Ruffin says T.C. students may not have been aware of the changes he was making to school food, since most of his focus started at the elementary school level. T.C. junior Neil Gascon said he didn’t notice much of a change in T.C. cafeteria food during the months leading up to the pandemic: “It just didn’t feel like [the T.C. cafeteria] had enough diversity, the food … wasn’t healthy enough… in my opinion, it was kind of the same-old, same-old.”

Gascon also talked about his experiences with the food service ACPS has been offering during the pandemic. While he said the beginning was rocky, the food and the way that it is packaged and distributed has improved with time. “In the beginning [of ACPS’s food service], the healthiest stuff you would get was fruits like apples [and] oranges, [but] sometimes they would be moldy or smell kind of funky, or have a lot of weird bruises,” Gascon said.

“Now they’re [providing] the salads you would see in the T.C. cafeteria. They’re adding more sandwiches in addition to the snacks they always had, so it’s definitely gotten better,” said Gascon. Even so, Gascon was doubtful that the food was made on-site from scratch. “A lot of it was basically prepackaged, especially the breakfast foods.”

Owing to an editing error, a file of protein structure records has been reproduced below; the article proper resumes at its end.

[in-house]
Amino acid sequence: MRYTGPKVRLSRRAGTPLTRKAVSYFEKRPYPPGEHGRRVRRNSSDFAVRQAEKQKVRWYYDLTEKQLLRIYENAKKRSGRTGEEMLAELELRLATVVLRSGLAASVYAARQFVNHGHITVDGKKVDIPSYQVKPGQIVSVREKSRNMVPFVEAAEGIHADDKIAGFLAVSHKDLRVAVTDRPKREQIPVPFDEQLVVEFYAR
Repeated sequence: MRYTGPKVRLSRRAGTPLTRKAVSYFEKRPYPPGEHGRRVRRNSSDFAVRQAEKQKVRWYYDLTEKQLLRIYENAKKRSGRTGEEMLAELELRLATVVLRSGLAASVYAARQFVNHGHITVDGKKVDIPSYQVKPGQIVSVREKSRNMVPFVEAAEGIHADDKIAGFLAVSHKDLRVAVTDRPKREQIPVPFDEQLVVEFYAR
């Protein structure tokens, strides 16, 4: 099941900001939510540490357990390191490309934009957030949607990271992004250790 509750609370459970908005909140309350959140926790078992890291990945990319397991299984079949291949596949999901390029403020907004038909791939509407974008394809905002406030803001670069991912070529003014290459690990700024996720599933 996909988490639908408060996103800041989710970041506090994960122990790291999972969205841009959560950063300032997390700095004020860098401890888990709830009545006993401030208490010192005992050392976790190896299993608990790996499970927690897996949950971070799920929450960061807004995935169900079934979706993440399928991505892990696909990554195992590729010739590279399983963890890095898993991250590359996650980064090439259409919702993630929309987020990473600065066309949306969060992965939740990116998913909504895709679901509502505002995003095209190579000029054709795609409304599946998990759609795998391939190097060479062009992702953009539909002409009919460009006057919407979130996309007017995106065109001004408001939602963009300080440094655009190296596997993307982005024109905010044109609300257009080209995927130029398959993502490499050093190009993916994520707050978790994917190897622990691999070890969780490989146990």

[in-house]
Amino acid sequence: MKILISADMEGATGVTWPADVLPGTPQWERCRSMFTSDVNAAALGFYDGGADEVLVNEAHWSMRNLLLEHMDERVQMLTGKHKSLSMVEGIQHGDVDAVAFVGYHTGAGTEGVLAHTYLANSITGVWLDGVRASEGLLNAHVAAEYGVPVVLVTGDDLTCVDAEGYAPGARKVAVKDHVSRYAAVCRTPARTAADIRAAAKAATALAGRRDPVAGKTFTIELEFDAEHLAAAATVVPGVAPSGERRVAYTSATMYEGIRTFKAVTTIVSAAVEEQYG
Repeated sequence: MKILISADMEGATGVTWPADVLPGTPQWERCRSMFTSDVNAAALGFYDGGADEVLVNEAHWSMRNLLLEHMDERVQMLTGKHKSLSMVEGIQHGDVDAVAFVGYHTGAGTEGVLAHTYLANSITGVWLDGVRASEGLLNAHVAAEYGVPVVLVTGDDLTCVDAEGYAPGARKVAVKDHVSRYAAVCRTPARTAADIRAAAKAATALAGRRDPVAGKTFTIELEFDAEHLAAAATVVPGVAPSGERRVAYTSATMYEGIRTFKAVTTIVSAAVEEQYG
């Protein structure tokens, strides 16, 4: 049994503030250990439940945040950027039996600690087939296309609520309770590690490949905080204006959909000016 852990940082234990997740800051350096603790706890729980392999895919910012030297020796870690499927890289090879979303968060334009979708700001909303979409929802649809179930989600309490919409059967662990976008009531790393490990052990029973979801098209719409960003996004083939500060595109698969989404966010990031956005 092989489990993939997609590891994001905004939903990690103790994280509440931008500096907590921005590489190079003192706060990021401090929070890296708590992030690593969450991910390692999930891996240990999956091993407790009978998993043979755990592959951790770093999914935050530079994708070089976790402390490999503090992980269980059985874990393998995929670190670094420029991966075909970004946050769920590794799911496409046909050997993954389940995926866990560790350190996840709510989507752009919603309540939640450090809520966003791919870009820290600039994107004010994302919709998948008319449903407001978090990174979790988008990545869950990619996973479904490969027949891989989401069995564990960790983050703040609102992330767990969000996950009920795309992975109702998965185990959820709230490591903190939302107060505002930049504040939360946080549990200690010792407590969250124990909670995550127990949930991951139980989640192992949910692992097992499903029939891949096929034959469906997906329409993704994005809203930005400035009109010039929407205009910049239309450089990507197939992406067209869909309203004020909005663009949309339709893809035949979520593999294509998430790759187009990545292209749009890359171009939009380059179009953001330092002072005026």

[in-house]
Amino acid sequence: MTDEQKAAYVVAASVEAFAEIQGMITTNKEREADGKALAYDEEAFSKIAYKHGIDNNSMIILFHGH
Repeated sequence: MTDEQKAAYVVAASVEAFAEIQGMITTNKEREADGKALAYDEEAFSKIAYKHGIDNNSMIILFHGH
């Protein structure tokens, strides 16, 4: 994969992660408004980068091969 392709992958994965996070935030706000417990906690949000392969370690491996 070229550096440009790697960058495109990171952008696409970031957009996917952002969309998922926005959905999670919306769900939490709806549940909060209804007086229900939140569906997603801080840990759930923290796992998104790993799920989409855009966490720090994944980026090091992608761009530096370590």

For now, the future of ACPS food remains unknown. According to Lloyd, a new executive chef will be hired and “continue to explore opportunities for new and creative food options.” However, Ruffin said food nutrition services are “going to be kind of grim for a while.” He continued, “There’s been a lot of major changes happening [in ACPS]… but that same push isn’t happening for nutrition in ACPS. The nutrition department is very reactive. There’s no real strategic plan… it’s basically ‘we’ll see what happens and we’ve just got to keep giving kids lunches.’”

He attributes this to the fact that funding for nutrition services comes from the number of  students who buy school breakfast and lunch, so the emphasis is put on serving as many students as possible rather than the quality of the food itself.

However, Ruffin, who is also an ACPS parent, doesn’t want the community to give up hope on the possibility of better school food. His advice to parents desiring change in ACPS’s food is, “Never let up on what you want. If you want healthier food for your children and less chicken nuggets and corn, you need to keep pressing nutrition services. If nutrition services are blowing you off and not giving you the respect you think you deserve as a parent, then go to the next person, go to the superintendent, show up at school board meetings. If you want something, you’ve got to go for it.”